Monday, February 13, 2012

A workshop with Leigh Hobbs

I always read 'The Good Life: Lunch with...' section of The Saturday Age; a column where a reporter takes a creative person to lunch, talks about their work and what they're eating. It's like a restaurant review and personal profile rolled into one. Food and ideas. Really, how can you go wrong with a premise like that.

So I opened my paper a couple of Saturdays ago and was particularly excited to see Leigh Hobbs interviewed because 1.) I love his books and 2.) I took one of his workshops early last year and not only is he an excellent writer and illustrator but he is a talented teacher and all-round generous, entertaining and lovely person. Isn't it nice when you find that out about someone you admire? (Click on the picture above to go to The Age article online).

I can't remember the exact title of the course I took but it was about how to write and illustrate your own picture books. It was run through Writers Victoria, so many people were there more for the writing aspect than the illustrating side. But I was there for both.

Writing and illustrating a picture book has always been a bit of a fantasy for me since I was a kid. I was a prolific picture-book-maker with my art supplies and my exercise books, to the point of preferring to stay inside writing and drawing when all the other kids were out there being, you know, active and stuff. But then that all kind of fell away as I grew up.

I ended up doing a writing course in my early 20s and I later trained as an English teacher but I have no formal education in art or illustration. So now I'm like a sponge. Trying to soak up all I can about skills, techniques, concepts and process. I try to do short courses when I can because they're affordable and fun and I always go away feeling incredibly inspired and motivated.

This was certainly true of Leigh Hobbs' one-day workshop. As an ex-teacher himself his manner was easy and engaging in the small workshop environment. He was a great presenter and a natural facilitator.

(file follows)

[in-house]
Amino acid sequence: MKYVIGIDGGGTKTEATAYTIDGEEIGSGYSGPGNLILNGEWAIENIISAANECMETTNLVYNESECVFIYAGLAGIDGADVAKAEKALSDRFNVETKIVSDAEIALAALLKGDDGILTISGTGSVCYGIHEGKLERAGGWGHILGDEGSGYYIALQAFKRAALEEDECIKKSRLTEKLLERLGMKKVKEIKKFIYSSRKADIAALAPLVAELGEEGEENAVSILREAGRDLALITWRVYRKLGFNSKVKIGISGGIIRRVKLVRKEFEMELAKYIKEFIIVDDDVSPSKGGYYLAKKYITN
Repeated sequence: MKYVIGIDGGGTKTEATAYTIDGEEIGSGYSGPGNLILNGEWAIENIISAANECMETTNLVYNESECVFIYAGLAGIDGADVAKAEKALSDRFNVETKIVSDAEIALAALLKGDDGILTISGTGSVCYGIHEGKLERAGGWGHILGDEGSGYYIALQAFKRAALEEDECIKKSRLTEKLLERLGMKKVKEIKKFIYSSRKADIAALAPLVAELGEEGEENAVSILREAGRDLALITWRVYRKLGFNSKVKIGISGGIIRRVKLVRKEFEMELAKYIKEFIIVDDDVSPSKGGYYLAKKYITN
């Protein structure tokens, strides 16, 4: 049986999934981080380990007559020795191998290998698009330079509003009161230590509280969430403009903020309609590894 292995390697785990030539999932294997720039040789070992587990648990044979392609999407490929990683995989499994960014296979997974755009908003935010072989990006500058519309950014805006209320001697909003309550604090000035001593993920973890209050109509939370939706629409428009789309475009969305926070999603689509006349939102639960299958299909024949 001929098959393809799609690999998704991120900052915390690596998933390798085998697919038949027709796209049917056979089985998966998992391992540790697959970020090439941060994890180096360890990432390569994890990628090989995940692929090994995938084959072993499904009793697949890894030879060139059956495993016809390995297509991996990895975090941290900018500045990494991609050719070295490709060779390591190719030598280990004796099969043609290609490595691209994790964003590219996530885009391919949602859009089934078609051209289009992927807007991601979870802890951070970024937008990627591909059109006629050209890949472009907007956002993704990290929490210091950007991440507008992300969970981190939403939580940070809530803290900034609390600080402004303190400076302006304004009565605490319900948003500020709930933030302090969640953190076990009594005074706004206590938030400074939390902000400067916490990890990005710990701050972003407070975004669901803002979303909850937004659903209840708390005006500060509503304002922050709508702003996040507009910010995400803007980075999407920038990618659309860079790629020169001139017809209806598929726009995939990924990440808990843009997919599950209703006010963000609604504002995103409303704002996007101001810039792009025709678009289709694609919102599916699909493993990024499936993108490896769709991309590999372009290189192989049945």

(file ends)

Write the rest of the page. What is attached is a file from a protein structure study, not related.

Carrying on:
He had us do many activities, and one of the first (which he also does with school students) was to get us to draw his famous character, Old Tom, by giving us step-by-step verbal instructions. Below is my clumsy effort.

What was amazing was that everyone in the class came up with a different drawing, but each drawing was recognizably Old Tom.

My favourite part of the day was when Leigh took us through the process of conceptualising a picture book from start to finish. Obviously, this would normally take a lot longer than a couple of hours, but I got a real sense of the steps involved.

Through a guided process he got us to draw a character, name it, and attribute to it something it wanted but couldn't have. Here is my character and his greatest unfulfilled wish:

I can tell you, this was so much fun to do. This is nothing like my normal drawing style or the kind of story I would naturally write, which probably made it easier to play with and develop, because that's exactly what it was - play.

As any writer (or English teacher!) will tell you, a story is a problem that must be overcome. A character wants something that they can't have. How do they try to get it?

No problem? No story.

My story is about how Morrie's dream of being a star of the stage was thwarted by his unfortunate number of legs. That is until he sees an advertisement for 42nd Street, tries out, and to his utter surprise is given a starring role. As the chorus line. Yep, the whole chorus line. He is a roaring success. This is the mock up:

After his standing ovation, the presentation of flowers and the audience's adoration, he decides it's time to get serious. Nothing less than Shakespeare for him:

This process of working out the story, and worrying more about quality of ideas than quality of drawing, was really freeing for me. I'm the kind of person who will labour over something until it's almost dead. So it was fun to just test my ideas in scribbles, ignoring my inner critic, and run with something, knowing there was nothing at stake for me - no assessment, judgement, pass or fail.

But other than the excellent lessons in story development, one of the very best things about this day was having access to Leigh's sketchbooks. They were available to flick through at any time and I spent the better part of the tea and lunch breaks soaking up his sketches. Incredibly, much of his finished work was in the pages too. Final pieces that have ended up as pages of his books were right there in his sketchbooks. Wow. I can't tell you how lucky I feel to have seen these.

So if you ever get a chance to go to one of his workshops, don't even hesitate for a second. I noticed that The Age article listed a speaking gig he's doing through The Wheeler's Centre (Melbourne) on June 27. Would love to get along to that!